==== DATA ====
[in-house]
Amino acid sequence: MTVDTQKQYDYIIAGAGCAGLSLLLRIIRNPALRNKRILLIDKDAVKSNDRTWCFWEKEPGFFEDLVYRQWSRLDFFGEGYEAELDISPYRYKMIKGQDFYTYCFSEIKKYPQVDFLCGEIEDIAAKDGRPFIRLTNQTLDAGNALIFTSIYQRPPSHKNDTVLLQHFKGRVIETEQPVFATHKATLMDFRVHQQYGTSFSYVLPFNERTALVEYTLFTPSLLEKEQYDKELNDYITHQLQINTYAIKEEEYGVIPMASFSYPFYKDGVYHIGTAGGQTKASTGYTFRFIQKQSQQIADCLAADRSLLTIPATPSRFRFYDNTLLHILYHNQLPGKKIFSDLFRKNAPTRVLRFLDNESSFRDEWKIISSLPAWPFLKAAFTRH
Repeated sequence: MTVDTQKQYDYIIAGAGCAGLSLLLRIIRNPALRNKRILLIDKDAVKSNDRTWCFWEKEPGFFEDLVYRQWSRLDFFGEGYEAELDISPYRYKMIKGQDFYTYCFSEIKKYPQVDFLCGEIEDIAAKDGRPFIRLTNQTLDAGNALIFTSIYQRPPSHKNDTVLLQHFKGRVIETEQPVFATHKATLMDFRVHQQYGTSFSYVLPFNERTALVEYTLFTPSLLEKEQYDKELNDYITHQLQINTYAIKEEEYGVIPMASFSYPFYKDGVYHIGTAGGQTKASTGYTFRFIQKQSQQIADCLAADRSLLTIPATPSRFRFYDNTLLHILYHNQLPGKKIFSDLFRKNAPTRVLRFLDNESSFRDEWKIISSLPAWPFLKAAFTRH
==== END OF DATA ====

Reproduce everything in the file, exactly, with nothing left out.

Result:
[in-house]
Amino acid sequence: MTVDTQKQYDYIIAGAGCAGLSLLLRIIRNPALRNKRILLIDKDAVKSNDRTWCFWEKEPGFFEDLVYRQWSRLDFFGEGYEAELDISPYRYKMIKGQDFYTYCFSEIKKYPQVDFLCGEIEDIAAKDGRPFIRLTNQTLDAGNALIFTSIYQRPPSHKNDTVLLQHFKGRVIETEQPVFATHKATLMDFRVHQQYGTSFSYVLPFNERTALVEYTLFTPSLLEKEQYDKELNDYITHQLQINTYAIKEEEYGVIPMASFSYPFYKDGVYHIGTAGGQTKASTGYTFRFIQKQSQQIADCLAADRSLLTIPATPSRFRFYDNTLLHILYHNQLPGKKIFSDLFRKNAPTRVLRFLDNESSFRDEWKIISSLPAWPFLKAAFTRH
Repeated sequence: MTVDTQKQYDYIIAGAGCAGLSLLLRIIRNPALRNKRILLIDKDAVKSNDRTWCFWEKEPGFFEDLVYRQWSRLDFFGEGYEAELDISPYRYKMIKGQDFYTYCFSEIKKYPQVDFLCGEIEDIAAKDGRPFIRLTNQTLDAGNALIFTSIYQRPPSHKNDTVLLQHFKGRVIETEQPVFATHKATLMDFRVHQQYGTSFSYVLPFNERTALVEYTLFTPSLLEKEQYDKELNDYITHQLQINTYAIKEEEYGVIPMASFSYPFYKDGVYHIGTAGGQTKASTGYTFRFIQKQSQQIADCLAADRSLLTIPATPSRFRFYDNTLLHILYHNQLPGKKIFSDLFRKNAPTRVLRFLDNESSFRDEWKIISSLPAWPFLKAAFTRH